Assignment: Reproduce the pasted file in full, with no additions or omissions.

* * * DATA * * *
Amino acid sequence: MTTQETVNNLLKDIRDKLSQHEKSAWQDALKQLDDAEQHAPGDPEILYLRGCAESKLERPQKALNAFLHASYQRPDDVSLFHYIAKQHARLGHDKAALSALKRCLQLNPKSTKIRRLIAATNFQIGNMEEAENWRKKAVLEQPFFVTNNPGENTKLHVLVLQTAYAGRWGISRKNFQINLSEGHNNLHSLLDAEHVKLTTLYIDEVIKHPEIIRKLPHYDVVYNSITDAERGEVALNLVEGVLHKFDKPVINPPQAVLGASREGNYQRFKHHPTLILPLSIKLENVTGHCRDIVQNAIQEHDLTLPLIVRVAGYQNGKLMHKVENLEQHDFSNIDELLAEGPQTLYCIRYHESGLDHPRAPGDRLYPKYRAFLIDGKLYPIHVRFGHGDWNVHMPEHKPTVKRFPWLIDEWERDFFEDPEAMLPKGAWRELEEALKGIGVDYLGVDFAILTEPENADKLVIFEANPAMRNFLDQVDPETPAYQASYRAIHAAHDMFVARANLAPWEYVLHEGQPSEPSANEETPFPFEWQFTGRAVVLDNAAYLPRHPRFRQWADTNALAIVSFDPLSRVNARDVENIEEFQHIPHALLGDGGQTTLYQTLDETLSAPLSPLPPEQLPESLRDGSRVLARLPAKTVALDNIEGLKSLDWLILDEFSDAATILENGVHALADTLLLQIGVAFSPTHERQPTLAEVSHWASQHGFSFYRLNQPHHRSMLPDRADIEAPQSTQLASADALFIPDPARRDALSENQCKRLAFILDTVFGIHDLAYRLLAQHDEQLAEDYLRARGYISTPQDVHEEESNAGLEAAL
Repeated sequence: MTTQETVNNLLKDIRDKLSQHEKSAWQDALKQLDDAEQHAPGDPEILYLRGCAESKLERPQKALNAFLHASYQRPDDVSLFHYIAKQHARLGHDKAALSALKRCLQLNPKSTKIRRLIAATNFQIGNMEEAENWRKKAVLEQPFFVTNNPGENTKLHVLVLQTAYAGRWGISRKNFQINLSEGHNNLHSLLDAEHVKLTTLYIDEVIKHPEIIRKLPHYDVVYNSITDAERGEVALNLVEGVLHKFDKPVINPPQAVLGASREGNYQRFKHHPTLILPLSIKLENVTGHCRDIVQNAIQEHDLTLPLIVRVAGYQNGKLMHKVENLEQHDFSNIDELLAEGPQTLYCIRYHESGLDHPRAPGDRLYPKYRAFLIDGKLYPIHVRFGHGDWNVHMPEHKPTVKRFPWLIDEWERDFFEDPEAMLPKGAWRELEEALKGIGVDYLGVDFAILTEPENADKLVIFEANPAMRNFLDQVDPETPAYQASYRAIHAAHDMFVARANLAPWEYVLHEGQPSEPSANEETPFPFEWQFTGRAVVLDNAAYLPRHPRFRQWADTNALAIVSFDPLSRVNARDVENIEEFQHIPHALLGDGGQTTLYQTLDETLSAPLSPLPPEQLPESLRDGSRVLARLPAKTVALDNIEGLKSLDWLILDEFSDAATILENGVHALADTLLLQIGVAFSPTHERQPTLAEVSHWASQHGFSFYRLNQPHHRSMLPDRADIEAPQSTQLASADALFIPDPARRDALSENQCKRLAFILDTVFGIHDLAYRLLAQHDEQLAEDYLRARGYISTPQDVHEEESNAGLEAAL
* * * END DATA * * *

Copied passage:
Amino acid sequence: MTTQETVNNLLKDIRDKLSQHEKSAWQDALKQLDDAEQHAPGDPEILYLRGCAESKLERPQKALNAFLHASYQRPDDVSLFHYIAKQHARLGHDKAALSALKRCLQLNPKSTKIRRLIAATNFQIGNMEEAENWRKKAVLEQPFFVTNNPGENTKLHVLVLQTAYAGRWGISRKNFQINLSEGHNNLHSLLDAEHVKLTTLYIDEVIKHPEIIRKLPHYDVVYNSITDAERGEVALNLVEGVLHKFDKPVINPPQAVLGASREGNYQRFKHHPTLILPLSIKLENVTGHCRDIVQNAIQEHDLTLPLIVRVAGYQNGKLMHKVENLEQHDFSNIDELLAEGPQTLYCIRYHESGLDHPRAPGDRLYPKYRAFLIDGKLYPIHVRFGHGDWNVHMPEHKPTVKRFPWLIDEWERDFFEDPEAMLPKGAWRELEEALKGIGVDYLGVDFAILTEPENADKLVIFEANPAMRNFLDQVDPETPAYQASYRAIHAAHDMFVARANLAPWEYVLHEGQPSEPSANEETPFPFEWQFTGRAVVLDNAAYLPRHPRFRQWADTNALAIVSFDPLSRVNARDVENIEEFQHIPHALLGDGGQTTLYQTLDETLSAPLSPLPPEQLPESLRDGSRVLARLPAKTVALDNIEGLKSLDWLILDEFSDAATILENGVHALADTLLLQIGVAFSPTHERQPTLAEVSHWASQHGFSFYRLNQPHHRSMLPDRADIEAPQSTQLASADALFIPDPARRDALSENQCKRLAFILDTVFGIHDLAYRLLAQHDEQLAEDYLRARGYISTPQDVHEEESNAGLEAAL
Repeated sequence: MTTQETVNNLLKDIRDKLSQHEKSAWQDALKQLDDAEQHAPGDPEILYLRGCAESKLERPQKALNAFLHASYQRPDDVSLFHYIAKQHARLGHDKAALSALKRCLQLNPKSTKIRRLIAATNFQIGNMEEAENWRKKAVLEQPFFVTNNPGENTKLHVLVLQTAYAGRWGISRKNFQINLSEGHNNLHSLLDAEHVKLTTLYIDEVIKHPEIIRKLPHYDVVYNSITDAERGEVALNLVEGVLHKFDKPVINPPQAVLGASREGNYQRFKHHPTLILPLSIKLENVTGHCRDIVQNAIQEHDLTLPLIVRVAGYQNGKLMHKVENLEQHDFSNIDELLAEGPQTLYCIRYHESGLDHPRAPGDRLYPKYRAFLIDGKLYPIHVRFGHGDWNVHMPEHKPTVKRFPWLIDEWERDFFEDPEAMLPKGAWRELEEALKGIGVDYLGVDFAILTEPENADKLVIFEANPAMRNFLDQVDPETPAYQASYRAIHAAHDMFVARANLAPWEYVLHEGQPSEPSANEETPFPFEWQFTGRAVVLDNAAYLPRHPRFRQWADTNALAIVSFDPLSRVNARDVENIEEFQHIPHALLGDGGQTTLYQTLDETLSAPLSPLPPEQLPESLRDGSRVLARLPAKTVALDNIEGLKSLDWLILDEFSDAATILENGVHALADTLLLQIGVAFSPTHERQPTLAEVSHWASQHGFSFYRLNQPHHRSMLPDRADIEAPQSTQLASADALFIPDPARRDALSENQCKRLAFILDTVFGIHDLAYRLLAQHDEQLAEDYLRARGYISTPQDVHEEESNAGLEAAL